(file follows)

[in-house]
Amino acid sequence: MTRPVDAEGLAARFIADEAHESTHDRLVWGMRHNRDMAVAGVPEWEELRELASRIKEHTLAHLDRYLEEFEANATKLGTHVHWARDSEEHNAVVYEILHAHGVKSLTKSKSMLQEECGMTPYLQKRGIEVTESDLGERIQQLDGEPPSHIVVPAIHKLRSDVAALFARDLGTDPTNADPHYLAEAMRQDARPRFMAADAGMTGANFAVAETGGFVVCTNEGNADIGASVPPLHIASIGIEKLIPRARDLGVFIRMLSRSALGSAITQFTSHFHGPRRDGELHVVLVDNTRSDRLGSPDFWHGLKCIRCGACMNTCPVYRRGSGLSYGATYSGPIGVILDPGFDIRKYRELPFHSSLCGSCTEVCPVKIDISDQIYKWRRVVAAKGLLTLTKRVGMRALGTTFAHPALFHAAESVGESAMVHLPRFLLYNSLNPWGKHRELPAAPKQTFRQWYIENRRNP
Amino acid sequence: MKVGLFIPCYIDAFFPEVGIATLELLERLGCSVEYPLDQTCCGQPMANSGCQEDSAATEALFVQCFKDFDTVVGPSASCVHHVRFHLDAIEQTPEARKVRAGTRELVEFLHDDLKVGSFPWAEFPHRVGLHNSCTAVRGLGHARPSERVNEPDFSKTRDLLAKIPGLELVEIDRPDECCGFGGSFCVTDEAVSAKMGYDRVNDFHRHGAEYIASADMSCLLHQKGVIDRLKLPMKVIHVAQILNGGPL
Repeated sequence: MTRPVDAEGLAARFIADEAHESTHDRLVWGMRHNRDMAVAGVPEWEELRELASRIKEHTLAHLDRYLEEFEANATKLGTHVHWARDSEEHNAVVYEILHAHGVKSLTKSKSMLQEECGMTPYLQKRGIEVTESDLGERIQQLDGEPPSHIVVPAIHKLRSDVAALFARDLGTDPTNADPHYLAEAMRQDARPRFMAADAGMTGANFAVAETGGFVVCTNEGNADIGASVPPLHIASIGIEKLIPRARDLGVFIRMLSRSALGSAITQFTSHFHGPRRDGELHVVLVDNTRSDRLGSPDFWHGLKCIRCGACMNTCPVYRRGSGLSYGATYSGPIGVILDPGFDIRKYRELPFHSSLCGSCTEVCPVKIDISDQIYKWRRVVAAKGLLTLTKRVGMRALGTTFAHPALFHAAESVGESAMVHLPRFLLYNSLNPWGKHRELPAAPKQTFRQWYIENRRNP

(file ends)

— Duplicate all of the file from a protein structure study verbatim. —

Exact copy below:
[in-house]
Amino acid sequence: MTRPVDAEGLAARFIADEAHESTHDRLVWGMRHNRDMAVAGVPEWEELRELASRIKEHTLAHLDRYLEEFEANATKLGTHVHWARDSEEHNAVVYEILHAHGVKSLTKSKSMLQEECGMTPYLQKRGIEVTESDLGERIQQLDGEPPSHIVVPAIHKLRSDVAALFARDLGTDPTNADPHYLAEAMRQDARPRFMAADAGMTGANFAVAETGGFVVCTNEGNADIGASVPPLHIASIGIEKLIPRARDLGVFIRMLSRSALGSAITQFTSHFHGPRRDGELHVVLVDNTRSDRLGSPDFWHGLKCIRCGACMNTCPVYRRGSGLSYGATYSGPIGVILDPGFDIRKYRELPFHSSLCGSCTEVCPVKIDISDQIYKWRRVVAAKGLLTLTKRVGMRALGTTFAHPALFHAAESVGESAMVHLPRFLLYNSLNPWGKHRELPAAPKQTFRQWYIENRRNP
Amino acid sequence: MKVGLFIPCYIDAFFPEVGIATLELLERLGCSVEYPLDQTCCGQPMANSGCQEDSAATEALFVQCFKDFDTVVGPSASCVHHVRFHLDAIEQTPEARKVRAGTRELVEFLHDDLKVGSFPWAEFPHRVGLHNSCTAVRGLGHARPSERVNEPDFSKTRDLLAKIPGLELVEIDRPDECCGFGGSFCVTDEAVSAKMGYDRVNDFHRHGAEYIASADMSCLLHQKGVIDRLKLPMKVIHVAQILNGGPL
Repeated sequence: MTRPVDAEGLAARFIADEAHESTHDRLVWGMRHNRDMAVAGVPEWEELRELASRIKEHTLAHLDRYLEEFEANATKLGTHVHWARDSEEHNAVVYEILHAHGVKSLTKSKSMLQEECGMTPYLQKRGIEVTESDLGERIQQLDGEPPSHIVVPAIHKLRSDVAALFARDLGTDPTNADPHYLAEAMRQDARPRFMAADAGMTGANFAVAETGGFVVCTNEGNADIGASVPPLHIASIGIEKLIPRARDLGVFIRMLSRSALGSAITQFTSHFHGPRRDGELHVVLVDNTRSDRLGSPDFWHGLKCIRCGACMNTCPVYRRGSGLSYGATYSGPIGVILDPGFDIRKYRELPFHSSLCGSCTEVCPVKIDISDQIYKWRRVVAAKGLLTLTKRVGMRALGTTFAHPALFHAAESVGESAMVHLPRFLLYNSLNPWGKHRELPAAPKQTFRQWYIENRRNP